The word “illegal” doesn’t imply any moral judgment.


soru 06.23.06 at 6:48 pm

A specific named person is innocent until proved guilty, but not a hypothetical person, a representative of a class.

Otherwise you could completely eliminate all crime by sacking all the policemen and judges. If noone was ever proven guilty, everyone would be innocent, consequently noone could have comitted a crime.


Matt 06.23.06 at 7:56 pm

Immigrants in the US have the burden of proving that they have entered at an approved boarder crossing and have presented themselves for inspection. And of course, as I’ve said, if you didn’t do this you’re an illegal immigrant whether anyone every finds out or not.


nick s 06.23.06 at 8:47 pm

However, the ones who stick around generall commit such offenses as identity theft, in the course of obtaining fake documents.

But what if they need them simply in order to buy guns, Brett? Does that make it okay?

And does anyone know if the Daily Mail crew has stopped drinking in establishments with Australian bar staff?


Brett Bellmore 06.24.06 at 10:35 am

Hey, whether they’d need to obtain fake documents if they were here legally is irrelevant to the question of whether, being here illegally, their identity thefts and other allied crimes injure anyone.


Bob B 06.24.06 at 1:21 pm

Anyone for more helpings snake oil?

The current continuing debate in Britain about appropriate punishments for violent crimes is really secondary to the prior and increasingly urgent consideration of actually catching and convicting perpetrators. The facts are:

“An investigation shows that conviction rates for many of the most violent crimes have been in freefall since Labour came to power in 1997 and are now well below 10 per cent. The chronically low figures for convictions come at the same time as reports that violent crime is increasing.”,,1784623,00.html

“Ten years after Tony Blair famously pledged that Labour in power would be ‘tough on crime, tough on the causes of crime’, an Observer investigation reveals that conviction rates – the percentage of recorded offences that result in a guilty finding in court – have dramatically decreased. Robbers, rapists, other sex offenders and attackers who inflict life-threatening injuries are committing many more crimes, and have become much more likely to get away with them than when Labour was elected in 1997. Of the categories Straw identified, only burglary has fallen. Its conviction rate has increased – by 0.5 per cent.”,,1784692,00.html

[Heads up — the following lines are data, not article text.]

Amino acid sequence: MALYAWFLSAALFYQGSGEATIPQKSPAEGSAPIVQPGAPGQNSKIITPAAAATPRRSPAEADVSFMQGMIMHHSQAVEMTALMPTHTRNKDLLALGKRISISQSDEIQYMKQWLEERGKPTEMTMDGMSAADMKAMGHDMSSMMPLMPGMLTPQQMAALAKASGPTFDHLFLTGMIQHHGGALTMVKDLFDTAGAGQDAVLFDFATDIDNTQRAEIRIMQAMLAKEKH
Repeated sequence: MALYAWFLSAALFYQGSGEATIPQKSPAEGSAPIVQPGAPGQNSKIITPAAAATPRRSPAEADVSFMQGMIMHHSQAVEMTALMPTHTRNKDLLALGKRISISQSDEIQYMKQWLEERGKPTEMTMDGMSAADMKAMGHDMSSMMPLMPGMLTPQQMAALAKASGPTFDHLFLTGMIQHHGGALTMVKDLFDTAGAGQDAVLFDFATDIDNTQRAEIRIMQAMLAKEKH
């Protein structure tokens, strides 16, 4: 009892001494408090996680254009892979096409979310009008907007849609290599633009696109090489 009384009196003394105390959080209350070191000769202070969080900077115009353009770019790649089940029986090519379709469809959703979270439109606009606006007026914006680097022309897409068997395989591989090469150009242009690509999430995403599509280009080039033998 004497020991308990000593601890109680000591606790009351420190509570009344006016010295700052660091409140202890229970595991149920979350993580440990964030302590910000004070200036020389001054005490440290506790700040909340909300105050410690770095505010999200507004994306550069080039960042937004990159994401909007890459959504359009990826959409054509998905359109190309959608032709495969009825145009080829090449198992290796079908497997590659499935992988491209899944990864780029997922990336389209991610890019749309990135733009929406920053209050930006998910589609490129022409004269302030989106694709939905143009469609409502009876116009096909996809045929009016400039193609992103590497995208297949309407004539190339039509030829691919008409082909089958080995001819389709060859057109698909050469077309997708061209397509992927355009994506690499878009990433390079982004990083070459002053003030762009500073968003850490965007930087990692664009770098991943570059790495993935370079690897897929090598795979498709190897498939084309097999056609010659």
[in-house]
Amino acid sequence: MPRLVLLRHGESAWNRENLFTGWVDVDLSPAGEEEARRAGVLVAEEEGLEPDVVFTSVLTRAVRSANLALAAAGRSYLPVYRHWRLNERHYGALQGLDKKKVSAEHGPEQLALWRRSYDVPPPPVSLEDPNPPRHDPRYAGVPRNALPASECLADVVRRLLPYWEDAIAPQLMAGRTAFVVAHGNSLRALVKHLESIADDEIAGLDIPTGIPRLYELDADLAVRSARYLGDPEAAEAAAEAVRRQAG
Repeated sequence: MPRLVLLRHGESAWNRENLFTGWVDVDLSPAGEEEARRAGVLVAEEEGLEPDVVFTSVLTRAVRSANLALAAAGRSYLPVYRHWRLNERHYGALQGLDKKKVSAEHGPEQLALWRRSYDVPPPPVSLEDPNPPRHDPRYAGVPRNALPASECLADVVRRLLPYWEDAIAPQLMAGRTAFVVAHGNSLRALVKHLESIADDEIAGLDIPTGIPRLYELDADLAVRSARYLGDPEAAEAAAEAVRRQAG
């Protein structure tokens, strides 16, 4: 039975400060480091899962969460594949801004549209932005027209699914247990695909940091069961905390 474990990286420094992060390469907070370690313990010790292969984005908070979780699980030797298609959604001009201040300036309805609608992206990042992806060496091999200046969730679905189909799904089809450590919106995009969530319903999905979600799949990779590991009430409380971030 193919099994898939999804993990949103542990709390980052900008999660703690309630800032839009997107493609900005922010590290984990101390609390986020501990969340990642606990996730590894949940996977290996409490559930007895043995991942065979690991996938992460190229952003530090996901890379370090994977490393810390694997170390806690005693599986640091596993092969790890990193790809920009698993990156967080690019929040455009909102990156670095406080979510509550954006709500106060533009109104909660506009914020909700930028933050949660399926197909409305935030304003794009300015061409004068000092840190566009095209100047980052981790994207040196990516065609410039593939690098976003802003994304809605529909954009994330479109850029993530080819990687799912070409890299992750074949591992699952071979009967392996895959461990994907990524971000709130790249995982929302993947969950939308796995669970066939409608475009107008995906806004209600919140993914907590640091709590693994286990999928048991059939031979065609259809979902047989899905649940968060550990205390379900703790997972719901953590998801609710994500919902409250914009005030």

“Robberies in England and Wales rose by 11% between July and September last year [2005], with overall violent crime up 4%, Home Office figures show. The rise came after robberies jumped 4% in the previous quarter following the ending of a government scheme to target the problem of street crime. Total recorded crimes fell 1% to 1.37m incidents compared with the same period a year ago, and burglaries were lower.”

“Conviction rates for many of the most violent crimes have fallen to below 10% in the years since Labour came to power, while incidences of offences like serious wounding and rape have risen, reported The Observer.

“The paper said that analysis of Home Office figures indicated that only 9.7% of serious woundings reported to police resulted in a conviction, while for robberies the figure is 8.9% and for rape just 5.5%.”,,-5850760,00.html


roger 06.24.06 at 1:50 pm

Soru finally proposes a political policy I can get behind!


Shawn 06.25.06 at 8:41 am

Illegal immigrants violate the liberty of the citizens of the countries they invade by entering illegally in the first place. That on its own is a violation of my rights as a citizen. As a citizen, I pay taxes to live in a nation with at least some peace and order.

The word “illegal” IS a moral judgement, and a good one. Breaking the laws of a country is immoral.


Matt 06.25.06 at 11:34 am

While it’s true that some illegal immigrants damage the “peace and order” of some parts of the country, it’s quite obviously not the case that the mere act of being in a country with out proper documentation is in any meaningful sense a violation of peace and order. And, though I’m guilty of it above as well, it’s worth noting that “illegal immigrant” is a popular but not legal or offical term in the US at least. The legal terms are things like “entered without inspection” or “excludable” or “inadmissable”. People regularly driving over the speed limits certainly do more to damage the safety and order of the country and is a more clearly illegal act, but there’s little outrage over that. Why? Becuase _we_ drive to fast, while it’s those swarthy others who are illegal immigrants.